What’s Going-on with Resilience?

When we last covered a major IBM zSystems announcement (the z15), we described the actions that IBM was taking to automate capacity shifts to ensure operations through disaster – or to support recovery testing.  IBM’s z16 now fully automates shifts in capacity between IBM z16 systems at different sites – allowing production capacity to be moved dynamically almost imperceptibly (in seconds).  New to zSystems resiliency is an IBM capacity service called IBM Flexible Capacity for Cyber Resiliency.  This offering enables clients, under their own control, to proactively reduce the impact of downtime by shifting workloads to an alternate site to ensure business continuity.  It allows for proactive outage avoidance while ensuring business continuity compliance (in disaster recovery and disaster recovery test scenarios).  IBM allows clients to take advantage of this offering up to 12 times per year and for the capacity to remain at the alternate site for up to one year.

When we last described IBM’s System Recovery Boost – we described how it allowed for faster shutdown and startup; faster recover on Sysplex; how it allowed for faster GDPS automation; and faster elimination of backlog after planned or unplanned downtime.  This turned out to be a wildly successful IBM offering – with over 95% of IBM eligible systems running System Recovery Boost to recover quickly – and to take advantage of additional processing capacity.  New in System Recovery Boost is 1) faster middleware restart (35% faster); 2) faster SVC core dump recovery (30% faster); and faster Hyperswap configuration loading.

What’s Going-on in Compliance?

One of the most interesting new developments in compliance is IBM’s new IBM Z Security and Compliance Center – an application environment chartered with helping ensure that clients can achieve continuous compliance readiness with over 300 pre-built goal validations.  Evidence of compliance is automatically collected and validated against these goals.  This offering helps clients optimize resources; assess their compliance posture; and identify compliance drift (moves that take an enterprise off its compliance path).

The most exciting aspect of this announcement is that it can help reduce the number of resources required to prepare audits by over 40% — reducing audit preparation time from one month to one week!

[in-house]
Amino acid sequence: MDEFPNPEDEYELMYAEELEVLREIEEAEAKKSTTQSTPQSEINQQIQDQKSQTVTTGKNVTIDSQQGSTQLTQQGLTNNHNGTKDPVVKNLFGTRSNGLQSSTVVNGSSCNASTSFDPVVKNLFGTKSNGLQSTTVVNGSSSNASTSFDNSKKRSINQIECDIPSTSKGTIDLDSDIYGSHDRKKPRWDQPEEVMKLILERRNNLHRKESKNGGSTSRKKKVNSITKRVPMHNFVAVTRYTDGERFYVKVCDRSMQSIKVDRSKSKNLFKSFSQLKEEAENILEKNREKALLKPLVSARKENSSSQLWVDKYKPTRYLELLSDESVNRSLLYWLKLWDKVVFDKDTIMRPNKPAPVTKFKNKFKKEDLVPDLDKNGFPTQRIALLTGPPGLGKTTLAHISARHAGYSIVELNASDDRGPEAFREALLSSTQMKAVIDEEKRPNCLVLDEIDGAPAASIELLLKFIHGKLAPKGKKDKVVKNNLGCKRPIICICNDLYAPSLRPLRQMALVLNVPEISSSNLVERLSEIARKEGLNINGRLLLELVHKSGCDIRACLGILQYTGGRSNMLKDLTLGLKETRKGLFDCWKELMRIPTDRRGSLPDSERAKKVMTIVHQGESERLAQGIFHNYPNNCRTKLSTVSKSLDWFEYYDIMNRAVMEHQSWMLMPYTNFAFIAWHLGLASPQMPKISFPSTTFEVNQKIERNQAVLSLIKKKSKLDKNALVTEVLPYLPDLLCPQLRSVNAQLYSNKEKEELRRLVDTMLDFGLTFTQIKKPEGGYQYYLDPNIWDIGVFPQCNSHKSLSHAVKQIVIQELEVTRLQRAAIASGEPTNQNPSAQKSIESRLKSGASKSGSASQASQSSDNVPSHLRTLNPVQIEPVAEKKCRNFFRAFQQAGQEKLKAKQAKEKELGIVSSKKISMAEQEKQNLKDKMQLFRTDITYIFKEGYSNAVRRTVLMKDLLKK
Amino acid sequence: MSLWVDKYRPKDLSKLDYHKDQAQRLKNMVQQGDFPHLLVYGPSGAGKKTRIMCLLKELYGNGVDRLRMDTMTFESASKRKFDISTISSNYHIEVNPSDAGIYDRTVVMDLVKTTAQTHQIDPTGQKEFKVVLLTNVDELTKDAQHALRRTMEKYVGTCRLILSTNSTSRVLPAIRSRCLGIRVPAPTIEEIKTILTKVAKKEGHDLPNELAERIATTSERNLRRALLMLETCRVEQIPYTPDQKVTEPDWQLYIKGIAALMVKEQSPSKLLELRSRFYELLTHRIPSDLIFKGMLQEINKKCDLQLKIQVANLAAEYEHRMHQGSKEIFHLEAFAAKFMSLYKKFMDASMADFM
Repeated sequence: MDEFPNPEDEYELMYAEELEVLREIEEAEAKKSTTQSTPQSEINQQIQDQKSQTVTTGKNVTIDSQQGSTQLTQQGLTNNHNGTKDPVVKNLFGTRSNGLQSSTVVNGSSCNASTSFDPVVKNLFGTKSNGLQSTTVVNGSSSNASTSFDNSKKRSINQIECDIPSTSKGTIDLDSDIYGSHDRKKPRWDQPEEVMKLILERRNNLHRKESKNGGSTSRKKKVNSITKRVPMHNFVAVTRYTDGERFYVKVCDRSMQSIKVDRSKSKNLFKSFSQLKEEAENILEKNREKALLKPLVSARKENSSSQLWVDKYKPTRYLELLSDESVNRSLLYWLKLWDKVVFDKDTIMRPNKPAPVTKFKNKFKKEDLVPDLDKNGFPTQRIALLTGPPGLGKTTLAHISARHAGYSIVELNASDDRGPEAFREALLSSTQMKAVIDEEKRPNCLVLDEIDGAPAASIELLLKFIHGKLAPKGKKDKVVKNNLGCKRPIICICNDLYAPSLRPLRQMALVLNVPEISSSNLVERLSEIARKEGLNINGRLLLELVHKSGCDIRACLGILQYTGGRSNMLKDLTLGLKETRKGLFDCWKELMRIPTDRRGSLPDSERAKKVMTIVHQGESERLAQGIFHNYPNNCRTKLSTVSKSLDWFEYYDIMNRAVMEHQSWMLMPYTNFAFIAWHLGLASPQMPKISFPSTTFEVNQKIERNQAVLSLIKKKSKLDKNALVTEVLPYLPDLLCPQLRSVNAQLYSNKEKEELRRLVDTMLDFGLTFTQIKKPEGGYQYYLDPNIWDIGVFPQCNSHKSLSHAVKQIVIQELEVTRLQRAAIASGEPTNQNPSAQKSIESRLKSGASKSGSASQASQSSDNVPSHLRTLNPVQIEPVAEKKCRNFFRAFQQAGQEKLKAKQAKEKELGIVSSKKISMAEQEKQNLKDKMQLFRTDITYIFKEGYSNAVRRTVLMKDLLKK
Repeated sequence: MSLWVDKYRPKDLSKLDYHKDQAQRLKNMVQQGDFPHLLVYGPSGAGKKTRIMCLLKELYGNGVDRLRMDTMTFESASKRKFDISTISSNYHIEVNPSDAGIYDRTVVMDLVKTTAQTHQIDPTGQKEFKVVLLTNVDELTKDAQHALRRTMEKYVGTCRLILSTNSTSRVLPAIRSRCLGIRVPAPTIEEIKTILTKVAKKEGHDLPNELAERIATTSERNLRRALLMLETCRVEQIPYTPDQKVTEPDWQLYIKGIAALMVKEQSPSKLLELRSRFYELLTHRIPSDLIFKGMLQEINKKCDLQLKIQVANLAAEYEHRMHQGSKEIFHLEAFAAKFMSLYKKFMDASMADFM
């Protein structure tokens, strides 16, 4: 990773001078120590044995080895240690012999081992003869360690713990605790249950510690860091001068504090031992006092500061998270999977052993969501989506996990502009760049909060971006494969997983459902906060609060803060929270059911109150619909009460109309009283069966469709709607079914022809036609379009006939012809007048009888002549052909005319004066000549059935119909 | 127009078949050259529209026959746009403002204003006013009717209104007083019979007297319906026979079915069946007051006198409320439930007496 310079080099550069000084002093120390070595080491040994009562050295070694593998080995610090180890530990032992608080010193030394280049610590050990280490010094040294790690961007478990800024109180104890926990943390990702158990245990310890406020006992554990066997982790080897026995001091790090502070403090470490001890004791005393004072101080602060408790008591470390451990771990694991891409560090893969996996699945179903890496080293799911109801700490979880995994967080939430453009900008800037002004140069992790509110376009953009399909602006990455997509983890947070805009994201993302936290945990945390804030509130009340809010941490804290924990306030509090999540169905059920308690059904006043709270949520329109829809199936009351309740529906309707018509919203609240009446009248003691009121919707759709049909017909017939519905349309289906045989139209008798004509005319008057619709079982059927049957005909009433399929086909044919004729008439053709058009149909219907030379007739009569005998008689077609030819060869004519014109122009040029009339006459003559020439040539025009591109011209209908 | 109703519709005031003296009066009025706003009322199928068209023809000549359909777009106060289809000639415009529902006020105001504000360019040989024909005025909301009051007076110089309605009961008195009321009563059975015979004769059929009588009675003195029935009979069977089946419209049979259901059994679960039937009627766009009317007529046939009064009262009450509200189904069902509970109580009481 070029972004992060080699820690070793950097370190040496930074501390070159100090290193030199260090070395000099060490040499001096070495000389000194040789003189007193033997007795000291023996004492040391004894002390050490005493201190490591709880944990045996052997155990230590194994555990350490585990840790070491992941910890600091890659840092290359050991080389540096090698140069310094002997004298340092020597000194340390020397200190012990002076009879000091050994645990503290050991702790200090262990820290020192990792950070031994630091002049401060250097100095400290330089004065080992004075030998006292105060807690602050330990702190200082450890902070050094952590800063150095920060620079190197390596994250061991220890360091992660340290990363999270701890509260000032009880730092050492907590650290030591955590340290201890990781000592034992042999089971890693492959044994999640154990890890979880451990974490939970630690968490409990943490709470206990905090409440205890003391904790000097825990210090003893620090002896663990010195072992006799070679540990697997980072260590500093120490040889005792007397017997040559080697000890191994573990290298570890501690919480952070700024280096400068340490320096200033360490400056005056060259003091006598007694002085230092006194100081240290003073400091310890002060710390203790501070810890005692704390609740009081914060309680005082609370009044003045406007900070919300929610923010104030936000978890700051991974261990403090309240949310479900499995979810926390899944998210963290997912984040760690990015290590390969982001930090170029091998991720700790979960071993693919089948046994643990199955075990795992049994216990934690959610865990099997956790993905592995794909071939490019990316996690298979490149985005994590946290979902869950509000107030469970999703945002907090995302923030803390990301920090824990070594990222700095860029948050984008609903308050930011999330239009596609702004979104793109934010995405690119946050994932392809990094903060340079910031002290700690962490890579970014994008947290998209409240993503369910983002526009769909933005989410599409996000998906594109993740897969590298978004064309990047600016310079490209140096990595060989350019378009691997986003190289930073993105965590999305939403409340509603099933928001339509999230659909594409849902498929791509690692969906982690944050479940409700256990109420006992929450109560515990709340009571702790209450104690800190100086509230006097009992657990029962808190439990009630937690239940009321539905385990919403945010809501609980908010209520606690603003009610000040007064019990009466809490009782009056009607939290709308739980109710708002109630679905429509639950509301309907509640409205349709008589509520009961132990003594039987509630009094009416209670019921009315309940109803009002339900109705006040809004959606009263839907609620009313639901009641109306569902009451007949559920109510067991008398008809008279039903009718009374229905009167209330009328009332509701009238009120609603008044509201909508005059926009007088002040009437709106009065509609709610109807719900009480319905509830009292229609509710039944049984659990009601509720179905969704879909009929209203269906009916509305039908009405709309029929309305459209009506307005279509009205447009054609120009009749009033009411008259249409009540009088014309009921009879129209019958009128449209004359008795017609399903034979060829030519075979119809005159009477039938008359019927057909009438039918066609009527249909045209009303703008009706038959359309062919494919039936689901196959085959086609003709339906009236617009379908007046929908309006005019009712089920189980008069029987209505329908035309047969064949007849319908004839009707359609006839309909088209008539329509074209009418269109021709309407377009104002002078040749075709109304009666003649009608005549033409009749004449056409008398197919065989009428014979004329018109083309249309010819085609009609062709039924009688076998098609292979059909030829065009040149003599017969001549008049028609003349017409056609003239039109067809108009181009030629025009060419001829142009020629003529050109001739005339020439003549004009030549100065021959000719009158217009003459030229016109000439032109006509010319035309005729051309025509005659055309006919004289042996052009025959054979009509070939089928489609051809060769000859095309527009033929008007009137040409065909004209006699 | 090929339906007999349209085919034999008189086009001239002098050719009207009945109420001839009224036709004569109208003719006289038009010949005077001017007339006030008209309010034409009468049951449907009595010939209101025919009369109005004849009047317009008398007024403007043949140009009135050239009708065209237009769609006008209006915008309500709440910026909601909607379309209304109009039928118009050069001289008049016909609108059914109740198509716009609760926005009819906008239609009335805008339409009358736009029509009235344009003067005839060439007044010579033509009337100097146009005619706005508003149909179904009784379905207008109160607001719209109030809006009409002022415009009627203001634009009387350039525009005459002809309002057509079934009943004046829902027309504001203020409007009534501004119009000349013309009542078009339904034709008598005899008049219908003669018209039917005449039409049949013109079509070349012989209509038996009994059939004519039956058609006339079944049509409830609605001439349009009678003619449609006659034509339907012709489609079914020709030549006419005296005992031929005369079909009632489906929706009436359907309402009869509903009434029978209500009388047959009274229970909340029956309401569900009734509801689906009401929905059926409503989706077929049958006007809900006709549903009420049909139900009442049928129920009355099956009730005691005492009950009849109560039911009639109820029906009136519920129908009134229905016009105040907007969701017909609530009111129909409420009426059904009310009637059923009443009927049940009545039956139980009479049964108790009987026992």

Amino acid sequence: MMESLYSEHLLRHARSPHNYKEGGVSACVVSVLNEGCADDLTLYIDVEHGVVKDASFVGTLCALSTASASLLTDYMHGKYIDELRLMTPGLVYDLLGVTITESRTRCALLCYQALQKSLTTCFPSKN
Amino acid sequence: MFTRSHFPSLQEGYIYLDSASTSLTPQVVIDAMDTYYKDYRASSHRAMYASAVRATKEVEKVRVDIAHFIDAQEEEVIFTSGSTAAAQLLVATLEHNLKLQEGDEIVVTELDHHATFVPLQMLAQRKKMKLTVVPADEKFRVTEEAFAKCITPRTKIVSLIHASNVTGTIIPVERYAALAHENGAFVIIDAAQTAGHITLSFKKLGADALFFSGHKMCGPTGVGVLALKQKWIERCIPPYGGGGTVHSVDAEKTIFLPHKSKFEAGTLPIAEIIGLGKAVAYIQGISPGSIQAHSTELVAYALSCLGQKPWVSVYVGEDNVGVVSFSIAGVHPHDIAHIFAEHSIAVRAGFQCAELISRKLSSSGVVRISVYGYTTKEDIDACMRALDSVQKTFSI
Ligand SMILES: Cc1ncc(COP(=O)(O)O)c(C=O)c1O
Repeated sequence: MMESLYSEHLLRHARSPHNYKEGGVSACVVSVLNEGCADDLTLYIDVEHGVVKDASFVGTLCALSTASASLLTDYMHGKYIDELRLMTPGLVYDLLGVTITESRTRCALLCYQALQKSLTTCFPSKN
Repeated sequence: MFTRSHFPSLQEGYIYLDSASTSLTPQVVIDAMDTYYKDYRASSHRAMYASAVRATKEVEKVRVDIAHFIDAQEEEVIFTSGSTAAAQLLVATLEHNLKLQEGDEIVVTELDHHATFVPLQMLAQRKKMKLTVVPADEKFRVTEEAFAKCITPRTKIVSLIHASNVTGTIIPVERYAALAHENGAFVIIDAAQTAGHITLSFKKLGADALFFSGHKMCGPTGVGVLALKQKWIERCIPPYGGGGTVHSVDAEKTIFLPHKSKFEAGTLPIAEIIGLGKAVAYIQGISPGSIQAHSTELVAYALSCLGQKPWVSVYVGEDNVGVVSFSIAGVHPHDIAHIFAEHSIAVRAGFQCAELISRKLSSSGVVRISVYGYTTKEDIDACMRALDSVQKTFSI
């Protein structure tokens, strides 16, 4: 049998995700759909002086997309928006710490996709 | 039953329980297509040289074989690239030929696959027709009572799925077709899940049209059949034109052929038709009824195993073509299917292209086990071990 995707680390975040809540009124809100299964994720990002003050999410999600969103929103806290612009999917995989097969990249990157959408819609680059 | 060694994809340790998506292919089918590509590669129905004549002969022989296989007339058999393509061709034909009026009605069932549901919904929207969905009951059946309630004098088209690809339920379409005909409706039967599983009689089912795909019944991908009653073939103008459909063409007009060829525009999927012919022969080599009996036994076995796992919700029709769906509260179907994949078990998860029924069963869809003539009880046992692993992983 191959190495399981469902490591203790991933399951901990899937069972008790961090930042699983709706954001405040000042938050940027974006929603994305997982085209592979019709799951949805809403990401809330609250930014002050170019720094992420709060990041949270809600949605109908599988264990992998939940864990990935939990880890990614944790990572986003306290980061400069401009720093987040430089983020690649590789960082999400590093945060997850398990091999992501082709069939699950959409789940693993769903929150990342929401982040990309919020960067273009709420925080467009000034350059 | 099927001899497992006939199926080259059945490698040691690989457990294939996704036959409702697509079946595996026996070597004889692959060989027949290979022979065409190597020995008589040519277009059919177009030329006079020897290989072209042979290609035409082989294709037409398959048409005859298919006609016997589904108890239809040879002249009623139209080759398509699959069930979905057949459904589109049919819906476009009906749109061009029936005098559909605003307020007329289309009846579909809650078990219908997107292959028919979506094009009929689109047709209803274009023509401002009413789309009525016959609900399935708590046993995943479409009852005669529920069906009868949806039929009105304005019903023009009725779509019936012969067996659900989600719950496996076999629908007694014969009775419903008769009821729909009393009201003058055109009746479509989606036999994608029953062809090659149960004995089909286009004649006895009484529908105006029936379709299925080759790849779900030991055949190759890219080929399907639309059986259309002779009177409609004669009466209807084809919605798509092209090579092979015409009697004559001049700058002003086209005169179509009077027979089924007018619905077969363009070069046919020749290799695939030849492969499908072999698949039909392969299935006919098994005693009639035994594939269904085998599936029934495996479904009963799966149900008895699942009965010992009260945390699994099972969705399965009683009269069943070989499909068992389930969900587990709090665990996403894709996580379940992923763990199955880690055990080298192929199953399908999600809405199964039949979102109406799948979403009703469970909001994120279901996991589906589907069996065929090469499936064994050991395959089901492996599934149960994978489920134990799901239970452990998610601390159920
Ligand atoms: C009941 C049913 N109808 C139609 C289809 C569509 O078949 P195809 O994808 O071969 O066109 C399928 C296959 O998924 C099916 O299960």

Summary Observations

During the first day of analyst briefings, IBM announced its new AI-enabled z16 system; explained how IBMz16 fits into the company’s overall strategy; and IBM also described it approach to ensuring its systems are quantum-safe (see this report).

In this second day, IBM further explained its zSystems strategy — and IBM also described the activities in agility, resiliency and compliance that it had undertaken since its last major IBM zSystems announcement.  The key take-aways are:

  • IBM has not only announced a new, powerful AI-enabled hardware platform – but also related infrastructure and ecosystem products.
  • The company has a clear roadmap for helping its customers exploit is new platform, using AI to automate functions, modernize older programs, and deploy new AI-enabled programs. Additionally, IBM has made it possible to do analysis without having to be a data scientist)..
  • The company has made huge strides in helping IT managers and administrators deal with the complexities and time requirements of compliance audits. And,
  • The company’s resilience products have improved – as has its position on making use of recovery services – and of testing recovery scenarios (IBM’s new capacity service).

For decades one of the biggest challenges for IBM zSystems has been to capture new workloads.  And over those decades zSystems have captured much of the world’s transaction business; made huge strides in the capture of business applications; repositioned itself to serve cloud markets; captured new cloud applications; changed the system personality to perform business analytics more efficiently – and has now, positioned IBM z16 to capture next generation AI applications.  No wonder this architecture – which critics suggested would be replaced by distributed servers in the 1990s – has continued to survive and prosper, constantly staying at least one-step ahead of the competition.